Today we’d like to introduce you to Malik Fabian-Mahmud.
Hi Malik, it’s an honor to have you on the platform. Thanks for taking the time to share your story with us – to start, maybe you can share some of your backstories with our readers?
My name is Malik Fabian-Mahmud; I am a multimedia artist born and raised in St. Louis. Art has been around me for as long as I remember. My mother is a photographer who has always documented every event, and my father is a music connoisseur who knows the exact genre and song to play for every little moment. These factors shaped how I saw the world, seeing the symmetry, angles, and colors while also hearing certain songs in my mind that paired well with any scene in front of me.
I started my journey with photography by taking photos of mostly nature and people I knew on my phone camera throughout middle school. When I got to high school, I began modeling for friends’ clothing lines and building other local photographers’ portfolios whenever they needed a model. Someone who inspired me to get behind the camera is Ethan Holbert, a good friend who I would model for. He would show me the beauty behind conceptual photography, what someone could do with a camera, and how you can manipulate images with editing.
During my first year of college, I purchased my first DSLR camera. I grew fascinated with the fisheye lens, and the three-dimensionality is created when subjects are posed in certain positions, which became my signature for portraits. I started snapping photos of my friends, using them as my models, usually in parks or grass fields. I have always been drawn to nature as my background, which I believe stems from growing up at my grandfather’s house, where I watched tend to his garden daily.
I’m sure you wouldn’t say it’s been obstacle-free, but so far would you say the journey has been fairly smooth?
I’d say it was a little tricky initially, especially determining how much I should charge for my work. How do I put a price on something I do for my enjoyment? I also didn’t know the technical settings for the camera. I was wondering why my photos were grainy, blurry, or overexposed. However, as I continued to pursue this craft, I could learn and have sharp, well-exposed images while creating my style.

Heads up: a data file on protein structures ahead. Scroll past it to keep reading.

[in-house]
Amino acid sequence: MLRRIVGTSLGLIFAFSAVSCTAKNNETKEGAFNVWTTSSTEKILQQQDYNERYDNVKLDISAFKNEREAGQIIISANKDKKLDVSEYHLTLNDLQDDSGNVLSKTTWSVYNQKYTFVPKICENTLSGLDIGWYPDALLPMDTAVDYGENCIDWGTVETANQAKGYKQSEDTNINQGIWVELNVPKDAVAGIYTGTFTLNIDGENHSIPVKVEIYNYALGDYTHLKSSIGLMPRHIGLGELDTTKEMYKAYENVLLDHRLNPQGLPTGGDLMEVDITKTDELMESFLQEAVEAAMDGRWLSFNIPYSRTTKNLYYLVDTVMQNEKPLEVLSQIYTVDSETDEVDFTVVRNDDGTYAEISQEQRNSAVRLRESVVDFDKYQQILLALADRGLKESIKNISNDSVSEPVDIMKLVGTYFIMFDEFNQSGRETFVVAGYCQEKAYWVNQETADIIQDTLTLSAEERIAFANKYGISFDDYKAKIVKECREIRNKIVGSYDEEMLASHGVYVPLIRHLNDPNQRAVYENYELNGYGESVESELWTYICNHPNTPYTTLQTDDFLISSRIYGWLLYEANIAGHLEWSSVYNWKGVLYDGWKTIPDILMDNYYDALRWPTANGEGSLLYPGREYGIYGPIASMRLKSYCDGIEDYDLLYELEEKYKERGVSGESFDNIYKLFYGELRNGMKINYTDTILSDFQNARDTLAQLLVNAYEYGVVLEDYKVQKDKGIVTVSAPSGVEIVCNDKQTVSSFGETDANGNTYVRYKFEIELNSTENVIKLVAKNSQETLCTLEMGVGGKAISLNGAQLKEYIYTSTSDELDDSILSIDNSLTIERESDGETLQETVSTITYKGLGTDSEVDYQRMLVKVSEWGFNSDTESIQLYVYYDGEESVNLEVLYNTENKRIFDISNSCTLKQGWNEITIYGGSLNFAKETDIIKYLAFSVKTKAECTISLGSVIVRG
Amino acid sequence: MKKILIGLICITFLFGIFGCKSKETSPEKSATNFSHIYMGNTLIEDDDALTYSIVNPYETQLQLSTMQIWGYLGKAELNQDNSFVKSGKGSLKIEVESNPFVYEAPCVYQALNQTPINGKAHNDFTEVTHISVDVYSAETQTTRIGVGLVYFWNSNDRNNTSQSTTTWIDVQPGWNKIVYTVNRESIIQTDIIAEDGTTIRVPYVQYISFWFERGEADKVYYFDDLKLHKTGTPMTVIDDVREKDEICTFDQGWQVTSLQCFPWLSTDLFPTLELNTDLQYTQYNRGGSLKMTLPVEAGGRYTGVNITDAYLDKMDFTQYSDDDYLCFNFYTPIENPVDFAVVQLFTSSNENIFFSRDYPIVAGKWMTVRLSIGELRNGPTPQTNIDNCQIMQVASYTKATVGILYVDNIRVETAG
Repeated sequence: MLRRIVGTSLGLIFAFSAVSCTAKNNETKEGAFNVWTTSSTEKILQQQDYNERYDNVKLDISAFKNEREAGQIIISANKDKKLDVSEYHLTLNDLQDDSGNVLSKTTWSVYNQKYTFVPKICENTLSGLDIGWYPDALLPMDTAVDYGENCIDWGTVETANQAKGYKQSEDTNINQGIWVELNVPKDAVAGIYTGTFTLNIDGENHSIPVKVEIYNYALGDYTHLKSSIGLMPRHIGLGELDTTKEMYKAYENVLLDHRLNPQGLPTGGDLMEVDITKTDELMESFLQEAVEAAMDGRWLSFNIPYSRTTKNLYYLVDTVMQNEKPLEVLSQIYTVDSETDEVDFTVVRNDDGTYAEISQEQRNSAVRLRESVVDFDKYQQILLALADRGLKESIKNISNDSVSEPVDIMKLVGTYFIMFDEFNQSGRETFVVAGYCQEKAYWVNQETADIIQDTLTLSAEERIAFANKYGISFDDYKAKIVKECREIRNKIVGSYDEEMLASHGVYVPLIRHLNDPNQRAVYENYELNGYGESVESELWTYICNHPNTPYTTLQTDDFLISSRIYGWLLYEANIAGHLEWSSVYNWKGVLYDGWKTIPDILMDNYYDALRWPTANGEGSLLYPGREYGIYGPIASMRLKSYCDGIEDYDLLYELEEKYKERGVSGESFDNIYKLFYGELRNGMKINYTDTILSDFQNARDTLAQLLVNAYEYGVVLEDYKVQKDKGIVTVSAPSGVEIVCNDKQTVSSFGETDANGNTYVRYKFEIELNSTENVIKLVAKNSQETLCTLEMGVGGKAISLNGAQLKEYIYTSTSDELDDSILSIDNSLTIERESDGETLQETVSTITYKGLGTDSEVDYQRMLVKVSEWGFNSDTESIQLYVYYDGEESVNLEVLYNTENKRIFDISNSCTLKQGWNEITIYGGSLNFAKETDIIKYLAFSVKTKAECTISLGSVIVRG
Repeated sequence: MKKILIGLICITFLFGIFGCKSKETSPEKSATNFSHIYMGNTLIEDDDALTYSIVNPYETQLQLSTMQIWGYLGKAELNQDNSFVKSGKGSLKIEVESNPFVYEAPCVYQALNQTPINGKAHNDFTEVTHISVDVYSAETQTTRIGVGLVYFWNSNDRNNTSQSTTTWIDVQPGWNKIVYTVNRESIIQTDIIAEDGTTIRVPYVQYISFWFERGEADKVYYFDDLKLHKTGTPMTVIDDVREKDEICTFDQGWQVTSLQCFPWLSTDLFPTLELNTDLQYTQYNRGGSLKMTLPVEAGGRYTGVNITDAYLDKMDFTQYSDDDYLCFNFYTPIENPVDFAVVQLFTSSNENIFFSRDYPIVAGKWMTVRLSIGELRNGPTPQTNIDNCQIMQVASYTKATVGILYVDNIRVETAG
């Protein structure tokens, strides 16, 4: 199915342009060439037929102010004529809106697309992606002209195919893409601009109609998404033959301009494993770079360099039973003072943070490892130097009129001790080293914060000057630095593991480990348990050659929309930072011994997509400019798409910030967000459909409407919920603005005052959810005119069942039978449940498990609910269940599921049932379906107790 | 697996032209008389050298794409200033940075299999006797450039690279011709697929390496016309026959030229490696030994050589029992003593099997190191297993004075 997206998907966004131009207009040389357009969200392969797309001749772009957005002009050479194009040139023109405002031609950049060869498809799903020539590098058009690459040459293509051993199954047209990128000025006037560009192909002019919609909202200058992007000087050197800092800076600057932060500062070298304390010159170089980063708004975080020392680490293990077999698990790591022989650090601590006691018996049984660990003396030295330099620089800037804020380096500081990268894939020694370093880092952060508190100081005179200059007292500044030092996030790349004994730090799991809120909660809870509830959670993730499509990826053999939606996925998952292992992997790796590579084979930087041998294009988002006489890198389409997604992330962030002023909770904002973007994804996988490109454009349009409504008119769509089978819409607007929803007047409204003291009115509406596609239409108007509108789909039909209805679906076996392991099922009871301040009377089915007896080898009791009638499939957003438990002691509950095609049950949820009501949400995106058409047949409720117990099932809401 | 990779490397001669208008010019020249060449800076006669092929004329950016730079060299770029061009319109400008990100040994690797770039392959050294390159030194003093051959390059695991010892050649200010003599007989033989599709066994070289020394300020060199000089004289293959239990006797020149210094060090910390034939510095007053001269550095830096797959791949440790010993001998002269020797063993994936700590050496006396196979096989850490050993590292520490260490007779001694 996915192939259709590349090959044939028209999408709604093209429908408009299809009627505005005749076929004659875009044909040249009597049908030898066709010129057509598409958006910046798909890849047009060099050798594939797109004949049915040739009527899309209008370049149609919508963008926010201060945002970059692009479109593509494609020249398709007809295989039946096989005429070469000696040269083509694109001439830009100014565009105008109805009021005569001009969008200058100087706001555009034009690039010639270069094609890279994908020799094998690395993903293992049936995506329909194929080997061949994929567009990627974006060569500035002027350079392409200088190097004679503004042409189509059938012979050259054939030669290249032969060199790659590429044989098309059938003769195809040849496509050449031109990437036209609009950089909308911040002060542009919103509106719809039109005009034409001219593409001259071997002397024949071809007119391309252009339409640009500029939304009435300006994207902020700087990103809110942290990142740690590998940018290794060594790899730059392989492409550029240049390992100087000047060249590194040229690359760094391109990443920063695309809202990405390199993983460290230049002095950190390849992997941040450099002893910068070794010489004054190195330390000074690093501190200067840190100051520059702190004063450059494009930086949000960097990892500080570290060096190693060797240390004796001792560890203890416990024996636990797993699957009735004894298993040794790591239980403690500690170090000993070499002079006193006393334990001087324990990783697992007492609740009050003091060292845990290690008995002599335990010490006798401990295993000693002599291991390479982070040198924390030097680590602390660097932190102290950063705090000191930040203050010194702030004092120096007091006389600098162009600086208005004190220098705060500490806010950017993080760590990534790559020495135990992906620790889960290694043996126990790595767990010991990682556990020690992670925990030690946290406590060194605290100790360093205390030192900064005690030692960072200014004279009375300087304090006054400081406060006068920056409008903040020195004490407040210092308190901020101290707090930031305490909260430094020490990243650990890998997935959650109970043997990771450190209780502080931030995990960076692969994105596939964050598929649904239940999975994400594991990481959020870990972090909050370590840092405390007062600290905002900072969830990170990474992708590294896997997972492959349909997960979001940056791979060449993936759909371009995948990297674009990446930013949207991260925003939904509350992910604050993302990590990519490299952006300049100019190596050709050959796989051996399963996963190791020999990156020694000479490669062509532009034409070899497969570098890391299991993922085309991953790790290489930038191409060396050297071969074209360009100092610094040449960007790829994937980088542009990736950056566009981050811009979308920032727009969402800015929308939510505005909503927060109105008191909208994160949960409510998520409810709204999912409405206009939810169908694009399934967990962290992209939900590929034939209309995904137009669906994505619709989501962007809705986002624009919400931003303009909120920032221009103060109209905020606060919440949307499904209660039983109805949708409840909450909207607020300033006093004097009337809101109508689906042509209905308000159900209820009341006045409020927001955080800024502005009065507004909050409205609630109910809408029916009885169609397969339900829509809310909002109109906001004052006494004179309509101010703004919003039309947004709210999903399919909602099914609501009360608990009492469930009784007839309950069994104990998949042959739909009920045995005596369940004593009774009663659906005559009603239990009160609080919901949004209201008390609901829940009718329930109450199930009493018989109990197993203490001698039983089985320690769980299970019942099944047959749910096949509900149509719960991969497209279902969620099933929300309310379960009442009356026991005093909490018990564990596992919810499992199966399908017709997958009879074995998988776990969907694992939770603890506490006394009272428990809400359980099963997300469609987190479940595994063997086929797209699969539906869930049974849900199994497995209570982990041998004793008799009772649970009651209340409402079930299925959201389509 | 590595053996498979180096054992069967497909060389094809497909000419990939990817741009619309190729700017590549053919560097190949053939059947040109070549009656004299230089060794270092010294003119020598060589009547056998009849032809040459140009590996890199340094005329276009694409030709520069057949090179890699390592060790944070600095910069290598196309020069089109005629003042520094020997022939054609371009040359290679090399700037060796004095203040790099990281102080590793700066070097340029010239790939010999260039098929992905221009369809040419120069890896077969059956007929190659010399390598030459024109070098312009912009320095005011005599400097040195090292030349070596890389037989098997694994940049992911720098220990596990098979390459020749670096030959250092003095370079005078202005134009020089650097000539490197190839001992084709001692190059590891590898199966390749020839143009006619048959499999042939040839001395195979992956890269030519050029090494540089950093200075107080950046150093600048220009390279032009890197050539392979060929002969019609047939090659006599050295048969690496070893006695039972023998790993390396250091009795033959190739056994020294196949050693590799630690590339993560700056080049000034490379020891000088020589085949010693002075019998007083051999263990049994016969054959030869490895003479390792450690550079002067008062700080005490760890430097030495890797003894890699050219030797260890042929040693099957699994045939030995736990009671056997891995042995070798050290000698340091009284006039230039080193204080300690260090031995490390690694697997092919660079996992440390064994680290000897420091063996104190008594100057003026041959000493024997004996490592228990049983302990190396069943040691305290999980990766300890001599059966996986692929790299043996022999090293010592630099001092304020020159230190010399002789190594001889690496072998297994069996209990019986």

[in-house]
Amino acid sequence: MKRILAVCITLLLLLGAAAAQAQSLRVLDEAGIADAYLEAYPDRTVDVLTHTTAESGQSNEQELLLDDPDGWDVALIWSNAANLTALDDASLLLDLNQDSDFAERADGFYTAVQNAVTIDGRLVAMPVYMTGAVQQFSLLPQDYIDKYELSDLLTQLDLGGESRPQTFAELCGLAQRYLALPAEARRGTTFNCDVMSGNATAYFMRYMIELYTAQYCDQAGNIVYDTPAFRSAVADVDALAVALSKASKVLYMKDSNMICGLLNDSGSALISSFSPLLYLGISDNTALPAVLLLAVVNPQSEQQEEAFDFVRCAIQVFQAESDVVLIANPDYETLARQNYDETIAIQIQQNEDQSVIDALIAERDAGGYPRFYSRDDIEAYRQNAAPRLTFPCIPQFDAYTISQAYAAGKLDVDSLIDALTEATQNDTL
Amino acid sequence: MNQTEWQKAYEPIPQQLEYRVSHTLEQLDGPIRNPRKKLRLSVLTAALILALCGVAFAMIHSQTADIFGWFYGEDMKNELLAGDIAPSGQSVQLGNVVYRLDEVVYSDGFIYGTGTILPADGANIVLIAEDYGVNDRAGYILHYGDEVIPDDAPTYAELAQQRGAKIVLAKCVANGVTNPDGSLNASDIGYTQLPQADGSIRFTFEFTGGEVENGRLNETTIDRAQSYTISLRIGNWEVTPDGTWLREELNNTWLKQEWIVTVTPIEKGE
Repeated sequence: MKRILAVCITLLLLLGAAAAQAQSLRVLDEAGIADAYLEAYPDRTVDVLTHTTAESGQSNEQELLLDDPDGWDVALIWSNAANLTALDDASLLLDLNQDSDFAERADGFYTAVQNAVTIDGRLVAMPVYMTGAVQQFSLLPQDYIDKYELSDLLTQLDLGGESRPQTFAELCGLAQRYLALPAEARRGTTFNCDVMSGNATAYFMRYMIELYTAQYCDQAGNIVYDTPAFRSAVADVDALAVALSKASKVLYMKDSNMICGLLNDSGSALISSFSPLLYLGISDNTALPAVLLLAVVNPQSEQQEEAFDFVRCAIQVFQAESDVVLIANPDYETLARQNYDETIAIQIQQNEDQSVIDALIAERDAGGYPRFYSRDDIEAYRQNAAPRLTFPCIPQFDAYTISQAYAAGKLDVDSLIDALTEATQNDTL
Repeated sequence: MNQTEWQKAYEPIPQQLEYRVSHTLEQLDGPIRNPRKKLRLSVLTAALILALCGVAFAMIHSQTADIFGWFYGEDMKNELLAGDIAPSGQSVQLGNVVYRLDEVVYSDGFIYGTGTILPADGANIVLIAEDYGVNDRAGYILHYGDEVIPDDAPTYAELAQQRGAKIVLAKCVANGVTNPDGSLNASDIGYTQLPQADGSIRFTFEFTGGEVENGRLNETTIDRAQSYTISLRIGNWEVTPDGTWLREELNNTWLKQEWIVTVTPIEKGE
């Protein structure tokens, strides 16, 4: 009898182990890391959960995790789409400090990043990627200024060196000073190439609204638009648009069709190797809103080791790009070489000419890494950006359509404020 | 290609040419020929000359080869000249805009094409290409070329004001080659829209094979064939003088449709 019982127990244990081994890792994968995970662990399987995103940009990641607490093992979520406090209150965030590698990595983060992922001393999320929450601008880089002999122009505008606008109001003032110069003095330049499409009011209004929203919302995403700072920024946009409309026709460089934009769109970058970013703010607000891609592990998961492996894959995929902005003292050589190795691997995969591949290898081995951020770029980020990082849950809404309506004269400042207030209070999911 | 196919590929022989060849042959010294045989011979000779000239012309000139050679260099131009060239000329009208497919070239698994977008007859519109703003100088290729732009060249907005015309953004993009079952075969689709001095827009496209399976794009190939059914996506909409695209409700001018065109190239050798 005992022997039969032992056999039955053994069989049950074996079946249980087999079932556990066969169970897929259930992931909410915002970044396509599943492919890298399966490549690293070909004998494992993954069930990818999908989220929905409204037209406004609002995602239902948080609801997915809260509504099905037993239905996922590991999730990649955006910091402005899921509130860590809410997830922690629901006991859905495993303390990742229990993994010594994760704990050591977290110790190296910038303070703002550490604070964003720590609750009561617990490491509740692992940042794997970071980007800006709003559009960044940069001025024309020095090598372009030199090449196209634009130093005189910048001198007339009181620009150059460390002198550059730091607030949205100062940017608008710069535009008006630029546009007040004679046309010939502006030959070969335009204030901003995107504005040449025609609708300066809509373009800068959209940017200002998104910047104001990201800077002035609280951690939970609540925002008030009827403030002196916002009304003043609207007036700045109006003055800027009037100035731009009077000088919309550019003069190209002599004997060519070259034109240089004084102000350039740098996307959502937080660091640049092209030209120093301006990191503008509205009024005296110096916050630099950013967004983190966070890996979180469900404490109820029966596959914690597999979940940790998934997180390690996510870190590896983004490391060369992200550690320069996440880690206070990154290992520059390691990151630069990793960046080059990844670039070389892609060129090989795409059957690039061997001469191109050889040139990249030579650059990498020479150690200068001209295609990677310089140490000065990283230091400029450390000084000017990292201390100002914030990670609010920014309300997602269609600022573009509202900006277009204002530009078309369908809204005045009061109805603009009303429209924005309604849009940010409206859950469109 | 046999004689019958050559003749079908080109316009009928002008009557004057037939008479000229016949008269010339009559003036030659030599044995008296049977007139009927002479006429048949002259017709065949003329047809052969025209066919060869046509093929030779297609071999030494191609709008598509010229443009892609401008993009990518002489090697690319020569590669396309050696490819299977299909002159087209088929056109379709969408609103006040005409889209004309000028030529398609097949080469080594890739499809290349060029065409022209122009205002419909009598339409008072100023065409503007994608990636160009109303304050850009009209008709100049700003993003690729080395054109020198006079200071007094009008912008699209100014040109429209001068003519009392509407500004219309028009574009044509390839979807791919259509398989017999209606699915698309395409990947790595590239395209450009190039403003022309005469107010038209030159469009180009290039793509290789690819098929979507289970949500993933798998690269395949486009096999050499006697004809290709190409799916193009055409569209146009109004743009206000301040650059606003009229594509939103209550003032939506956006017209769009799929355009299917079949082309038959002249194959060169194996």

I made many connections and met many artists who later became good friends. As I grew, so did my following; people started to message me asking to photograph them instead of cycling through my friends as models. A recent struggle that I came to terms with is that not every artist you meet is there to have a genuine connection. Some people want to use you for your craft or status to help themselves.
Thanks for sharing that. So, maybe next you can tell us a bit more about your work?
I am a visual artist and am primarily known for photography and videography. I’d say that my use of the fisheye lens, naturistic backgrounds, and how I portray my subjects set my visual work apart from others. I am most proud of the clothing line I started in 2020 called World Weyed, specializing in graphic tees that I design, make by hand, and ship out myself. I am currently working on a personal project that strays subjects away from suburbia into a native environment intending to capture the connection between modern life and its natural surroundings.
What do you like and dislike about the city?
What I like the most about St. Louis is the number of incredibly talented and goal-driven artists and entrepreneurs from here. You can tell that we are not solely creating for profit but for the art itself. There is a sense of community growing with the local artists, and it is growing daily. I believe that this generation of artists will be the ones who bring the city together so we can grow as a whole. I wouldn’t say I like the mentality of having to move out of St. Louis to make it. Still, there is no other way to think compared to other cities with thriving artistic communities. However, at the rate our local community is growing, I believe that mentality will change very soon.
Hasan El-Amin (for personal photo)